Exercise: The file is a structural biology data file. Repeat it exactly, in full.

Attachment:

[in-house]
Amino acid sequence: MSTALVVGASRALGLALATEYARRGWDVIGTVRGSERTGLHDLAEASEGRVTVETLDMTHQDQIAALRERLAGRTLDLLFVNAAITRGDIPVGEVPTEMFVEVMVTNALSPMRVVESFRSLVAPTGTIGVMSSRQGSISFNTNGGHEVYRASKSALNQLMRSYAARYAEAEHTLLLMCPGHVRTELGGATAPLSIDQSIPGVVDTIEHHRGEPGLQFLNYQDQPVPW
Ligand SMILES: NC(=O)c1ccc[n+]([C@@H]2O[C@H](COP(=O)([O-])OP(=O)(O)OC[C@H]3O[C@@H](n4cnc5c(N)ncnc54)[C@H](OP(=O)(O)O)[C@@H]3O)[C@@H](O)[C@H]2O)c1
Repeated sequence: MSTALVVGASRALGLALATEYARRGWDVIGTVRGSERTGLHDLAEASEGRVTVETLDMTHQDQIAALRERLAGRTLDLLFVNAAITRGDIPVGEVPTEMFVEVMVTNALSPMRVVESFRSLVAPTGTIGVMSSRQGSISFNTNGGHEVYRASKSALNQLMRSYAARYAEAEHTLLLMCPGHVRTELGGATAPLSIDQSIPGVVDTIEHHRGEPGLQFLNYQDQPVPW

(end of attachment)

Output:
[in-house]
Amino acid sequence: MSTALVVGASRALGLALATEYARRGWDVIGTVRGSERTGLHDLAEASEGRVTVETLDMTHQDQIAALRERLAGRTLDLLFVNAAITRGDIPVGEVPTEMFVEVMVTNALSPMRVVESFRSLVAPTGTIGVMSSRQGSISFNTNGGHEVYRASKSALNQLMRSYAARYAEAEHTLLLMCPGHVRTELGGATAPLSIDQSIPGVVDTIEHHRGEPGLQFLNYQDQPVPW
Ligand SMILES: NC(=O)c1ccc[n+]([C@@H]2O[C@H](COP(=O)([O-])OP(=O)(O)OC[C@H]3O[C@@H](n4cnc5c(N)ncnc54)[C@H](OP(=O)(O)O)[C@@H]3O)[C@@H](O)[C@H]2O)c1
Repeated sequence: MSTALVVGASRALGLALATEYARRGWDVIGTVRGSERTGLHDLAEASEGRVTVETLDMTHQDQIAALRERLAGRTLDLLFVNAAITRGDIPVGEVPTEMFVEVMVTNALSPMRVVESFRSLVAPTGTIGVMSSRQGSISFNTNGGHEVYRASKSALNQLMRSYAARYAEAEHTLLLMCPGHVRTELGGATAPLSIDQSIPGVVDTIEHHRGEPGLQFLNYQDQPVPW